MORE exporters and shippers have joined calls for the government to step in and address the current maritime transport issues, including vessel capacity constraints and surging freight prices, which are leading to cargo delays and revenue setbacks.
After the processed food and fresh food exporters, garment and furniture exporters have taken their turn to express frustration and ask for help with the deteriorating container shipping situation in the Philippines.
Robert Young, Philippine Exporters Confederation Inc. (Philexport) trustee for the textile sector and president of the Foreign Buyers Association of the Philippines (Fobap), said the garment industry is incurring millions of dollars in losses due to the supply chain squeeze.
“The issue of vessel space availability is a huge one for us and our clients. Delay is between two weeks to almost two months,” said one garment company. “We are seasonal holiday heavy and (it is) very critical that goods move on time as they have a short selling period.”
This situation is creating production space issues which are creating a domino effect, (such as) continuing delays in our shipment. “My concern is that even if vendors finish production of their orders, if they are not able to move (the goods), they don’t get paid, (creating a) cash flow issue,” said another.
This, along with other issues such as the slow release of permits and import license, rising cost of natural materials, and shortage of raw materials, adds to manufacturing costs and leads to continuing loss of business in favor of Vietnam and Indonesia,”one exporter added.
Meanwhile, furniture exporters have asked the Chamber of Furniture Industries of the Philippines to help them find slots on vessels and address soaring freight rates.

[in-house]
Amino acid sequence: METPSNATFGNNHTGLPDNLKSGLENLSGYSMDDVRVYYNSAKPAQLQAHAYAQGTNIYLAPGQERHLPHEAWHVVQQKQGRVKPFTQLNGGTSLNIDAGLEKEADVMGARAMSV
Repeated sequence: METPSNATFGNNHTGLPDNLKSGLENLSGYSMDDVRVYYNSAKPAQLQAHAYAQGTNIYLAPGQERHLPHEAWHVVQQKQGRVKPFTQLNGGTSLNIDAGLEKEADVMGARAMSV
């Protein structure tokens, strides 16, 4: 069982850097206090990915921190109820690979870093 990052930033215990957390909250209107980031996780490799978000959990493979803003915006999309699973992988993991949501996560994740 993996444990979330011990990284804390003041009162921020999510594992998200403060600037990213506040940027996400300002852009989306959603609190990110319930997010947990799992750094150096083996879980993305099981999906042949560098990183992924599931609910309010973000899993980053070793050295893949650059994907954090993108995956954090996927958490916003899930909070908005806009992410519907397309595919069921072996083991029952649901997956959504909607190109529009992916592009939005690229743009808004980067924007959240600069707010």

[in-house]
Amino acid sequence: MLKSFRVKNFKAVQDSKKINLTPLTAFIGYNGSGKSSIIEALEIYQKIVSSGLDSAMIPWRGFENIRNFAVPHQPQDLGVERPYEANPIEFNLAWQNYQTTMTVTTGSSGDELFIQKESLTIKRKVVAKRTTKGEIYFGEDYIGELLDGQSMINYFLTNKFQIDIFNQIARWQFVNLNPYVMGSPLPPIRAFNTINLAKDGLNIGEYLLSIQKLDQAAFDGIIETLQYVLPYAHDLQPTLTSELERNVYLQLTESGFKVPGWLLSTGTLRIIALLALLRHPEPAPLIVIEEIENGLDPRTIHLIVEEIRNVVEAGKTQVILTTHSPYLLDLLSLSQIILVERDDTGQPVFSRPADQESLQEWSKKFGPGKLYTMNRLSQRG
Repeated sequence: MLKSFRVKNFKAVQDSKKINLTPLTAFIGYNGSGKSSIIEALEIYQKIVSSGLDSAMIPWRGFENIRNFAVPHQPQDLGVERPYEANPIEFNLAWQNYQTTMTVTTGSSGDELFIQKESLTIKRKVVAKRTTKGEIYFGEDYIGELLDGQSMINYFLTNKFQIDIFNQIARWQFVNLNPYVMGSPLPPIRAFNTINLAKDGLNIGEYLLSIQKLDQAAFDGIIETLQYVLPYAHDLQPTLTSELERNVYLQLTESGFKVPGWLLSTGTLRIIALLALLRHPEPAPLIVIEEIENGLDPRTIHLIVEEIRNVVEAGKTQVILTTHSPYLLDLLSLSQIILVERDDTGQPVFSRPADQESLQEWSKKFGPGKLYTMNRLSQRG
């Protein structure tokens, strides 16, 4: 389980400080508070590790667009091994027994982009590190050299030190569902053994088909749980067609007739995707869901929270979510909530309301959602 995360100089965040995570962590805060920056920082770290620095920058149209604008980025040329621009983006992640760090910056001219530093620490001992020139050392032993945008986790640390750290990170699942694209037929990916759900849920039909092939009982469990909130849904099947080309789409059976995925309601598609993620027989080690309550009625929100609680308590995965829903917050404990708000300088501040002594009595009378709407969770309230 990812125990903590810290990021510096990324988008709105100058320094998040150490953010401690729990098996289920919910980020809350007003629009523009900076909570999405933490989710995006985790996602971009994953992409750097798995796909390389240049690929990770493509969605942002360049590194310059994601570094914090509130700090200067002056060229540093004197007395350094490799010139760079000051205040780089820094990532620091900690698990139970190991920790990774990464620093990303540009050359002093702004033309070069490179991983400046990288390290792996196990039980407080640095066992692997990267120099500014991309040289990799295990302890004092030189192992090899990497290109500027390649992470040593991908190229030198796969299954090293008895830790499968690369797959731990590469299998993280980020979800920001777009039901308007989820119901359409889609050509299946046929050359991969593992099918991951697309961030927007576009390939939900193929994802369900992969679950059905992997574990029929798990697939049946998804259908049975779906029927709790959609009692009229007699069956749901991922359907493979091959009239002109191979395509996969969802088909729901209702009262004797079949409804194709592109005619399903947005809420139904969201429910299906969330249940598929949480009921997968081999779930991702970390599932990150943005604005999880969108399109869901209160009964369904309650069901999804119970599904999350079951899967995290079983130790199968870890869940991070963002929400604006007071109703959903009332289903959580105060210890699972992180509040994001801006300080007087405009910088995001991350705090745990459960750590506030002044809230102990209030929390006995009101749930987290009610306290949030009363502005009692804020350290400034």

Cost of freight has gone up from around US$4,000 per 40-foot container to $12,000, revealed one shipper, adding this makes their products uncompetitive.
“We hope that we can resolve this soon as the worst is yet to come,” the exporter said, referring to the approaching peak shipping season. “The third quarter and fourth quarter surge of exports might be a nightmare with this current setup.”
Philexport president Sergio Ortiz-Luis, Jr. earlier said while this is a global issue that may be beyond anyone’s control, the government and private sector must still work closely together to effectively address the logistics constraints.
Discussion with Marina
Last week, Philexport reported on the difficulties encountered by food exporters in getting their shipments on international shipping lines to their customers overseas.
The Export Development Council-Networking Committee on Transport and Logistics (EDC-NCTL) held an online discussion recently with the Maritime Industry Authority (Marina), Philexport and domestic ship owners on the unavailability of vessel space.
Among the recommendations, which will be presented to the appropriate agencies, is to encourage domestic ship owners to operate within the region to expand vessel capacity.
Philexport committed to conduct a poll among its member exporters to identify the routes where domestic vessels can focus their operations. These priority routes are those that have sufficient volumes to and from the Philippines so local ship owners will see the viability of taking the risk to launch new services.
EDC-NCTL chair Enrico Basilio welcomed Philippine-based logistics service provider Royal Cargo’s commitment to provide its ships to transport export cargoes to their ports of destination in the region.
Royal Cargo chief executive officer Michael Raeuber disclosed that the company has already applied for a franchise with Marina to be able to do so.
Also suggested is for Marina to facilitate the issuance of a Certificate of Public Convenience so domestic ships can go ahead and provide the regional service. (PHILEXPORT NEWS AND FEATURES)